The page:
I am not writing this letter to accuse but rather to advance understanding. And even though I am white, I am not writing as an outsider but as a fellow evangelical, part of the same spiritual family. May I pose some candid questions?
Are you guilty, on any level, of blind allegiance to the Democratic party? And, on Election Day, did any of you compromise your convictions out of racial solidarity?
I have been very open in my criticism of white evangelicals, pointing out how we often put our trust in the Republican party and how we look to the latest candidate as some kind of political savior, only to be disappointed time and time again, complaining that the Republicans wanted our votes but did not stand up for our values. “We won’t get fooled again,” we say, only to repeat the same cycle four years later.
On Election Day morning, I posted an article entitled “A Warning to Moral Conservatives,” raising concerns that if Mitt Romney was elected, we would be making a grave mistake in looking to him to advance our moral and social agenda. I even wrote an article in June entitled “Mitt Romney Is Not the Answer,” and I often told my evangelical radio listeners that I would not argue with them if they could not vote for Romney because he was a Mormon. So, I do understand black Christian reticence towards Romney (for these reasons, among others).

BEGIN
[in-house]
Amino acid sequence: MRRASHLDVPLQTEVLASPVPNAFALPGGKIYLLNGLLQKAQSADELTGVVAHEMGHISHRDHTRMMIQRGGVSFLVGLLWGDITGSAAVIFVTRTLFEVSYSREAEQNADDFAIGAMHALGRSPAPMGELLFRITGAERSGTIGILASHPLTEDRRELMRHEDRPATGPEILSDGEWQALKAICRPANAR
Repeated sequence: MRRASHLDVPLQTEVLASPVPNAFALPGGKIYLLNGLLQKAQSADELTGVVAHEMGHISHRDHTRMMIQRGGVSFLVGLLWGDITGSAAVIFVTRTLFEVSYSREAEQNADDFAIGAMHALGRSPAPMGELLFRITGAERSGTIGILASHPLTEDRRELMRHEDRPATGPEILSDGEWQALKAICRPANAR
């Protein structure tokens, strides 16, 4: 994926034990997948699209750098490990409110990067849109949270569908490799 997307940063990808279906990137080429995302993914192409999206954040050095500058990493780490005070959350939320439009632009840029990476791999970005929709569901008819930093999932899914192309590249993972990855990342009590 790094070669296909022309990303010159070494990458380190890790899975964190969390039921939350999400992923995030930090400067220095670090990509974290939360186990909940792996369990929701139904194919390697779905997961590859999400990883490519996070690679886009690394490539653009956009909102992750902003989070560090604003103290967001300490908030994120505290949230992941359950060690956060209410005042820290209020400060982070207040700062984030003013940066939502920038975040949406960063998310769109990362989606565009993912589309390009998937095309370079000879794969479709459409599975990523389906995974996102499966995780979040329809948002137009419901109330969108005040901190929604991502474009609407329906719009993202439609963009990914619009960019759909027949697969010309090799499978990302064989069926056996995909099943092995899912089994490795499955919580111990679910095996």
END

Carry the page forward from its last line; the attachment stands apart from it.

I simply do not understand how my black evangelical friends who so staunchly oppose same-sex marriage and who stand against abortion could cast their vote for the most radically pro-abortion, pro-gay-activist president in our history.
Was there no moral compromise involved in voting for him? Are there no issues that could disqualify him in your eyes? And must Barack Obama be elected and then reelected in order to make up for past injustices, as one black evangelical woman claimed?